News

No more “Not my problem!”: men take action to end gender-based violence in Azerbaijan

31 July 2017

Imishli, Azerbaijan – “We are here to pave a new road free of violence and ignorance towards gender-based violence,” says Vusal, 23. “It was utterly challenging for 

me participate in this information session.”

Until recently, nobody in a small village of Imishli thought about men coming together to discuss the causes and the negative impact of gender-based violence. Gender-based violence is largely considered a private matter, and stigma prevents many people from reporting it and even participating in such discussions. As a result, media usually reports that the whole community was aware of violence happening in particular household, but nobody ever intervened to protect a victim.

 In a tiny room with the sun splitting the stones outside and a community accepting the violence against women as a “family issue” a group of young men tries to offer solutions to confront this phenomenon.

“Over the course of these information sessions about different forms of GBV, I slowly become aware of violence that is there within the families… in our immediate vicinity,” adds Ziya, 28. 

New angle of view on old issues

In 2016, UNFPA started an initiative to end gender-based violence in Azerbaijan. The initiative focuses on both upstream engagement and awareness raising to combat GBV.

The UNFPA-supported Center for Social and Psychological studies is engaged in the work with the communities in Aran, Absheron and Lenkoran to raise awareness of the need to end violence and to intervene in cases when it happens.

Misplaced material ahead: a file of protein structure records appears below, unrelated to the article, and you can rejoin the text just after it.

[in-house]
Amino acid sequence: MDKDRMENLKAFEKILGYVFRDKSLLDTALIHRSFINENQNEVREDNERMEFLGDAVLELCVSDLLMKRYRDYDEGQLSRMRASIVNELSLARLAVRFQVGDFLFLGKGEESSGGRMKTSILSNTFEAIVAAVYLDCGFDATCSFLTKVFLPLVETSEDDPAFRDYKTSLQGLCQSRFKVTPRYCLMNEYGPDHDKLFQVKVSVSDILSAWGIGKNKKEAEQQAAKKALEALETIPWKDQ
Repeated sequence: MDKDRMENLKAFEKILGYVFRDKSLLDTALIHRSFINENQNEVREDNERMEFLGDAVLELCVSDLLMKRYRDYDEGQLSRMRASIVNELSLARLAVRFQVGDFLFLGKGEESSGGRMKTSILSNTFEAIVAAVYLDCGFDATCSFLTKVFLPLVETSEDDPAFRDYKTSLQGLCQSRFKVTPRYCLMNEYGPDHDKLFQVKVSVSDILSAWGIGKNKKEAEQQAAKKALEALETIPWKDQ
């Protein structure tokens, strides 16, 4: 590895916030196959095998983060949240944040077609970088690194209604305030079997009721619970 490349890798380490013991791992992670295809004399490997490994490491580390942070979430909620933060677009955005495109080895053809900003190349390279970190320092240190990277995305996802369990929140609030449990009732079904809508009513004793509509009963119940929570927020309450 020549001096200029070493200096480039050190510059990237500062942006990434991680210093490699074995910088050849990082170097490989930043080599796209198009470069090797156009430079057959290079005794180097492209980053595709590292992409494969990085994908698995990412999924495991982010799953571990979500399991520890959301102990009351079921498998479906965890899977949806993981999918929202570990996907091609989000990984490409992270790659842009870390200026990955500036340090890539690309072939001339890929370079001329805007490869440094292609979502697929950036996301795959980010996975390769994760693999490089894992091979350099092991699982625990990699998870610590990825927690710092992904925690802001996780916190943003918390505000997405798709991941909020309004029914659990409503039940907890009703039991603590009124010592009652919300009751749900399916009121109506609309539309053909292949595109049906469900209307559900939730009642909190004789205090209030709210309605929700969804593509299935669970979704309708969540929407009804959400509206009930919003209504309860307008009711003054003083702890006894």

“Now I know what to do when I see a man abusing his wife or restricting her freedom. Several years ago it was unacceptable to even talk about violence in our community not to complicate the things,” adds Ziya.

“I think what we see is perhaps something that we all recognize. You know how we start making excuses to ourselves. Because we are really desperately hoping that it’s not the way that it actually is,” describes Kamaleddin, 59, an administrator of the canteen where sessions were held. “When I heard about expected info-sessions in our community, I decided to share my canteen for sessions and contribute to the process. It makes me feel like maybe I can do something precious for the community, because facing the fact that I can do nothing to eliminate gender-based violence leads to despair.

 

“The coping strategies used to respond to domestic violence are very problematic as regards the local context. One of the major impediments to adequately address the issue is the husband’s, family’s, and even community’s inclination to hold the women responsible for almost all cases of violence that happen. In cases when the women are not blamed for what happened, they are seen as the main force that can and should do something to alleviate the problem.  Men are never seen as the problem, as everyone believes that men cannot be changed. Therefore I highly appreciate the male involvement approach utilized by UNFPA’s project, as men also need support to combat GBV” mentions Javid Shahmaliyev, the head of the Center for Social and Psychological studies, who facilitates UNFPA’s awareness raising actions in several districts of Azerbaijan.

 

The USAID funded “Combating Gender based Violence in Azerbaijan” project runs series of group sessions for community members and the male groups alongside supporting the Government with the development of an effective national referral and response mechanism. The sessions focus on the main forms of gender based violence, promoting intervention mechanisms and gender and human rights issues, including psychological and economic abuse.